EPO, DPO, Gout medication, milkshakes, cocaine, morphine, codeine, etorphine, fentanyl, endogenous opiates, amphetamines, dopamine, norepinephrine, epinephrine, benzedrine, caffeine, theobromine, niketamide, dextromoramide, methylphenidate, phenylpropanolamine, prolintane, testosterone, nandrolone, stanozolol, boldenone, acepromazine, snake venom, snail venom, frog venom and spider venom just to name a few ways to cheat.

What you say? Bullshit?  Drugging to win never happens? I need a what?  Reality check? Where do "I" come up with this stuff?

I beg to differ. Where do you guys come up with all this stuff?

After reading the short list of the inventive ways honest horsemen use to cheat you can't believe someone would over exercise to lose?

It's t-o-o-o-o much work?  T-o-o-o-o much time and not necessary?

What if it is the safest way to not get caught?   
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knowitall
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« Reply #22 on: November 14, 2012, 04:31:38 PM »

My point is people will risk buying illegal drugs, administering those drugs, trying to beat pre and post race testing, conspiring to fix the outcome of races, all with the consequences of going to jail, and you think it is ridiculous to work a horse six miles on race day? People also put sponges in their noses-who would have thought? Anything is possible. I don't really believe a six mile workout would make a horse break, but could alter their performance quite a bit. If you think all races are on the up and up, then good luck to you. I wish I could name names, but I won't. 

Sponges in their noses! doh   I forgot that one. doh


Better watch out.  There are some clowns responding here that are stuck in the middle ages.

They will focus on a small part of what you say to divert attention away from the big picture.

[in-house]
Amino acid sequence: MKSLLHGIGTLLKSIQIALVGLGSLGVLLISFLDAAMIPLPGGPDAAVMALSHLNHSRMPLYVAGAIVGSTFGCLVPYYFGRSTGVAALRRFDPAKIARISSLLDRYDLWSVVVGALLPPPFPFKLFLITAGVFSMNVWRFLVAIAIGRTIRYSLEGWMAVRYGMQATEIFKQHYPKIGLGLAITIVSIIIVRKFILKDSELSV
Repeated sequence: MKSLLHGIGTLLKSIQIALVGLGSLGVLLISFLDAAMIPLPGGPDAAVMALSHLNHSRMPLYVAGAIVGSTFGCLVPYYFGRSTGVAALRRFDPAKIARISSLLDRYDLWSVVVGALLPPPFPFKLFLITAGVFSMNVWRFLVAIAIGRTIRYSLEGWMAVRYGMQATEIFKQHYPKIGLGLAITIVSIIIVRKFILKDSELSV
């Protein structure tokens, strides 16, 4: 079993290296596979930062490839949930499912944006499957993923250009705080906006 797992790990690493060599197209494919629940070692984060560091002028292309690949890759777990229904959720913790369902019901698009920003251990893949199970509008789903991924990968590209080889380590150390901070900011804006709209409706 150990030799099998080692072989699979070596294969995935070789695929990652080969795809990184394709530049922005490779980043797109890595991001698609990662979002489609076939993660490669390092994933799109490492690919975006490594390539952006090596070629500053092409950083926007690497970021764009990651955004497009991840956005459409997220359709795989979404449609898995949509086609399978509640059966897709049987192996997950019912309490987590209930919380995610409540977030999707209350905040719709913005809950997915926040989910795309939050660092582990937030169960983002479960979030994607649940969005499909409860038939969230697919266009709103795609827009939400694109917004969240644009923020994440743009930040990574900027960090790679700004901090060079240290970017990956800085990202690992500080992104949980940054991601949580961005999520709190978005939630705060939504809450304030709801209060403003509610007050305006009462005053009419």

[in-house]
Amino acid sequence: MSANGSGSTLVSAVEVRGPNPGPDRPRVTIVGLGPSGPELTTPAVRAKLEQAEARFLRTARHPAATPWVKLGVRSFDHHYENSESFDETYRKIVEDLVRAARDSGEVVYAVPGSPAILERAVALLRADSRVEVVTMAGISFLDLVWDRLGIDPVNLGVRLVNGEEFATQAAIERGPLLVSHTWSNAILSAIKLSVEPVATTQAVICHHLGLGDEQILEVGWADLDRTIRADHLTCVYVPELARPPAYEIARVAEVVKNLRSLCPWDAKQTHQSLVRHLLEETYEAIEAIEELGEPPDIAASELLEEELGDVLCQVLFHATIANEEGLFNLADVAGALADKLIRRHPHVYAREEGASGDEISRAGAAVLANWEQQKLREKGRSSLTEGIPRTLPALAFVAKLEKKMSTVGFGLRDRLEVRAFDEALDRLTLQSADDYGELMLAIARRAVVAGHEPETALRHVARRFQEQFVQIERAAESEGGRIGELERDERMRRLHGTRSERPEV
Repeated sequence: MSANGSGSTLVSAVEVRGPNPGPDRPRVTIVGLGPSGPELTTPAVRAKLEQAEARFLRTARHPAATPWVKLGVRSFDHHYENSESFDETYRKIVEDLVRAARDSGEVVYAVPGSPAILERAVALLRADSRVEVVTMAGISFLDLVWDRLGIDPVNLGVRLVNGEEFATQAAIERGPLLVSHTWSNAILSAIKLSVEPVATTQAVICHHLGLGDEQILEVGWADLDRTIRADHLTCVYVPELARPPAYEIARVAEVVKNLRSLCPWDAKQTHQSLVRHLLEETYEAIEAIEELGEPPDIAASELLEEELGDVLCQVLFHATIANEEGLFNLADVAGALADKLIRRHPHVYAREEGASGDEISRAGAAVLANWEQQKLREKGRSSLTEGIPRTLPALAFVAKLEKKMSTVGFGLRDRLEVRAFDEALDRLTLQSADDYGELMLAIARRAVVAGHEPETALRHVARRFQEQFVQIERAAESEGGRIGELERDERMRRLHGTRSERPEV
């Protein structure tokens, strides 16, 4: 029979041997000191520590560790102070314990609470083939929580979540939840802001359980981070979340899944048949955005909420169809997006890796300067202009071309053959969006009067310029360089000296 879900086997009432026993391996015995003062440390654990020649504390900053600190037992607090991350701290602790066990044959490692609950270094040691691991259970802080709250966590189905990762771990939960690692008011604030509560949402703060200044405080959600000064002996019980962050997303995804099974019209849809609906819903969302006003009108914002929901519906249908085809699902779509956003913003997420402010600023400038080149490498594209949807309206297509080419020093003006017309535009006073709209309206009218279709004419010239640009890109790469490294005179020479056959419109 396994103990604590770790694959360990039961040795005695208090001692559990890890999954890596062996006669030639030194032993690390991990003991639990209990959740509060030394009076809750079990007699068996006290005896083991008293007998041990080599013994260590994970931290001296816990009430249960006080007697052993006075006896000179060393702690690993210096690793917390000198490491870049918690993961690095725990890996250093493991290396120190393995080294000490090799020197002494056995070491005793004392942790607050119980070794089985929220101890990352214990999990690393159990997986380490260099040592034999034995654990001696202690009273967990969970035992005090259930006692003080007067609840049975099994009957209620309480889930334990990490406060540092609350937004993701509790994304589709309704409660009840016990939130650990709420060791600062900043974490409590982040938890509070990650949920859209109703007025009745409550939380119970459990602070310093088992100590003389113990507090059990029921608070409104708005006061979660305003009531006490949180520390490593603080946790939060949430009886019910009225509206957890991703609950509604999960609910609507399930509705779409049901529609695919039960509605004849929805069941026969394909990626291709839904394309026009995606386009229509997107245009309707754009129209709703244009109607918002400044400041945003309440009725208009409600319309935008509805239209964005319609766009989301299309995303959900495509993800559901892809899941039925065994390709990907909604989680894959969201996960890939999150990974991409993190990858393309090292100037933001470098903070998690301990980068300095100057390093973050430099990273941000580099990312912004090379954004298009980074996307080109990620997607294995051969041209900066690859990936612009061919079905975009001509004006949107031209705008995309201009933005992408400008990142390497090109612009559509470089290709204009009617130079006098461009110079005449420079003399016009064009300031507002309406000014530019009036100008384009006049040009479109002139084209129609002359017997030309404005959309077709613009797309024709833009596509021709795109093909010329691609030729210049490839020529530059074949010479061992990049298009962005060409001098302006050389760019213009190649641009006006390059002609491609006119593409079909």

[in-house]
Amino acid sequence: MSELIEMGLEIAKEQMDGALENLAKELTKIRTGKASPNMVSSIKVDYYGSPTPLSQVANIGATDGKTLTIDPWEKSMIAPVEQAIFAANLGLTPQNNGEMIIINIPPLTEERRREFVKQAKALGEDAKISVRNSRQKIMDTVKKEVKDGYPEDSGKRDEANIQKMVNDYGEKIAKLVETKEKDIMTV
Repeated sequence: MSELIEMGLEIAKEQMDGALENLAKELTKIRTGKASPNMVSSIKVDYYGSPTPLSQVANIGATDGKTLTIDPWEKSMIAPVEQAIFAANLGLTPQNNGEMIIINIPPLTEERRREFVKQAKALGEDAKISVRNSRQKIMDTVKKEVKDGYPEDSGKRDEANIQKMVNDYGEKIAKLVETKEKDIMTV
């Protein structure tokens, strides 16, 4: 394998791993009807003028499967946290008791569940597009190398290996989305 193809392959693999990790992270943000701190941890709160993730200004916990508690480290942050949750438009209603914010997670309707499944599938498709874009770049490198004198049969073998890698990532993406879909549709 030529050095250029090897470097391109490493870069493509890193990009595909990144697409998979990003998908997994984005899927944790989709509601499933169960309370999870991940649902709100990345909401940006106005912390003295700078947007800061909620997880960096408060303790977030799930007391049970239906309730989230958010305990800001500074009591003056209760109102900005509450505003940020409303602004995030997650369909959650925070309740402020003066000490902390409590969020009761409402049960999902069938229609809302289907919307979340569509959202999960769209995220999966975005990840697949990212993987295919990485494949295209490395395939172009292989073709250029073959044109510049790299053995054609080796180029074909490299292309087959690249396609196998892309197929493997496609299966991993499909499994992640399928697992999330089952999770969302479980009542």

Even when their focal point is "nonsense" and is not relevent to understanding the content of your post. 
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honest & balanced terry
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« Reply #23 on: November 14, 2012, 04:33:39 PM »


You are a friggin idiot who jumped in over your empty head the last time.

Jury is still out on that one, ace, as I have a question in to the IRB about what having $492 "still alive" in a $15k pick 4 pool actually means. So far the somewhat inscrutable explanation from Balmoral seems to indicate that's the total original cost of the tickets that are still alive, not 492 different live tickets.
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knowitall
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« Reply #24 on: November 14, 2012, 04:49:46 PM »

Bullshit!!  Where do you come up with this stuff.  You need a reality check.  That never happens.  Dumbest post I have ever read. If you want to tank one you would never have to go to that much work to do it.  Why would anyone spend that much time when it is not necessary.


Would you be referring to the more traditional ways to lose?

Like giving a horse drugs to slow them down like:acepromazine, diazepam, reserpine, chlorbutol, timolol, propranolol, etc...

There are thousands of benzodiazepines, barbiturates and other central nervous system depressants that have been synthesized.

They are easier to give than having to spend time over exercising one?  What about getting caught?